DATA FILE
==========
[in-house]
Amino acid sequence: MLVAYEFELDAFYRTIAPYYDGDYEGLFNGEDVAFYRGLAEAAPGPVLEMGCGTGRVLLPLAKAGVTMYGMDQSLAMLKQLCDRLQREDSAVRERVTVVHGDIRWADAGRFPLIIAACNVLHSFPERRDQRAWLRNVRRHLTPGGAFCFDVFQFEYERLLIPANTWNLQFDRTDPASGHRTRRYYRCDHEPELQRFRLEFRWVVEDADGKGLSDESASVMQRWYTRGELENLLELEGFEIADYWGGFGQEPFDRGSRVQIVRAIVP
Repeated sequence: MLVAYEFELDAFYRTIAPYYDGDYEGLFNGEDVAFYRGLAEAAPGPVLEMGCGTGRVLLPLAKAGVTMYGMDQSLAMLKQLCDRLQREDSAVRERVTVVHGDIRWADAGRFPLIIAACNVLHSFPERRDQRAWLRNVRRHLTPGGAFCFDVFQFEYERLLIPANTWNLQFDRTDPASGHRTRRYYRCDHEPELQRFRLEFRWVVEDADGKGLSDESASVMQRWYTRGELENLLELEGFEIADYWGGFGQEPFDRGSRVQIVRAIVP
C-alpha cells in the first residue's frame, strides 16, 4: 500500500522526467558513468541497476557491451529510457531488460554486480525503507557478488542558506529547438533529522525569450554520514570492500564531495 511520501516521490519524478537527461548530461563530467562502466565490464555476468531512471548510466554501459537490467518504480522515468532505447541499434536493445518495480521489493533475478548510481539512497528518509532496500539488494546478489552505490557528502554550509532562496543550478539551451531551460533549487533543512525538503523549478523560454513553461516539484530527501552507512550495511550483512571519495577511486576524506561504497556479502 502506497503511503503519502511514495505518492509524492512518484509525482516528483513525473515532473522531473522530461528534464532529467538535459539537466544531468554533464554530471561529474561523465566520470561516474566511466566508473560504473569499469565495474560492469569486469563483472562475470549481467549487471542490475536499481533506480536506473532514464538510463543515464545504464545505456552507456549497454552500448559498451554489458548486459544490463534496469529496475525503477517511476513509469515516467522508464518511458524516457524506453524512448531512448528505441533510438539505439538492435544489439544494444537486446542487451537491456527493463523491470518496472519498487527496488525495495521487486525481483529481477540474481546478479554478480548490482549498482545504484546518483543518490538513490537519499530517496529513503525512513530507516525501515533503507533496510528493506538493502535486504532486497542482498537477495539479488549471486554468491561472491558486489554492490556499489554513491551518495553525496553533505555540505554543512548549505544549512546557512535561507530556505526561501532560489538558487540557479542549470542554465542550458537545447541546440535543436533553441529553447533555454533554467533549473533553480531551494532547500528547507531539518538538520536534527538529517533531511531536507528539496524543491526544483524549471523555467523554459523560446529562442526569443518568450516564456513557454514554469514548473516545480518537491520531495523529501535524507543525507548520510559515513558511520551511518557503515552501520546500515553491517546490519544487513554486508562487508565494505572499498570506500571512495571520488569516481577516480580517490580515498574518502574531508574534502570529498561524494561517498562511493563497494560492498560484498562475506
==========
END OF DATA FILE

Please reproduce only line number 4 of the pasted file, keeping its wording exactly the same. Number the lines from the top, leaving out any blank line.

C-alpha cells in the first residue's frame, strides 16, 4: 500500500522526467558513468541497476557491451529510457531488460554486480525503507557478488542558506529547438533529522525569450554520514570492500564531495 511520501516521490519524478537527461548530461563530467562502466565490464555476468531512471548510466554501459537490467518504480522515468532505447541499434536493445518495480521489493533475478548510481539512497528518509532496500539488494546478489552505490557528502554550509532562496543550478539551451531551460533549487533543512525538503523549478523560454513553461516539484530527501552507512550495511550483512571519495577511486576524506561504497556479502 502506497503511503503519502511514495505518492509524492512518484509525482516528483513525473515532473522531473522530461528534464532529467538535459539537466544531468554533464554530471561529474561523465566520470561516474566511466566508473560504473569499469565495474560492469569486469563483472562475470549481467549487471542490475536499481533506480536506473532514464538510463543515464545504464545505456552507456549497454552500448559498451554489458548486459544490463534496469529496475525503477517511476513509469515516467522508464518511458524516457524506453524512448531512448528505441533510438539505439538492435544489439544494444537486446542487451537491456527493463523491470518496472519498487527496488525495495521487486525481483529481477540474481546478479554478480548490482549498482545504484546518483543518490538513490537519499530517496529513503525512513530507516525501515533503507533496510528493506538493502535486504532486497542482498537477495539479488549471486554468491561472491558486489554492490556499489554513491551518495553525496553533505555540505554543512548549505544549512546557512535561507530556505526561501532560489538558487540557479542549470542554465542550458537545447541546440535543436533553441529553447533555454533554467533549473533553480531551494532547500528547507531539518538538520536534527538529517533531511531536507528539496524543491526544483524549471523555467523554459523560446529562442526569443518568450516564456513557454514554469514548473516545480518537491520531495523529501535524507543525507548520510559515513558511520551511518557503515552501520546500515553491517546490519544487513554486508562487508565494505572499498570506500571512495571520488569516481577516480580517490580515498574518502574531508574534502570529498561524494561517498562511493563497494560492498560484498562475506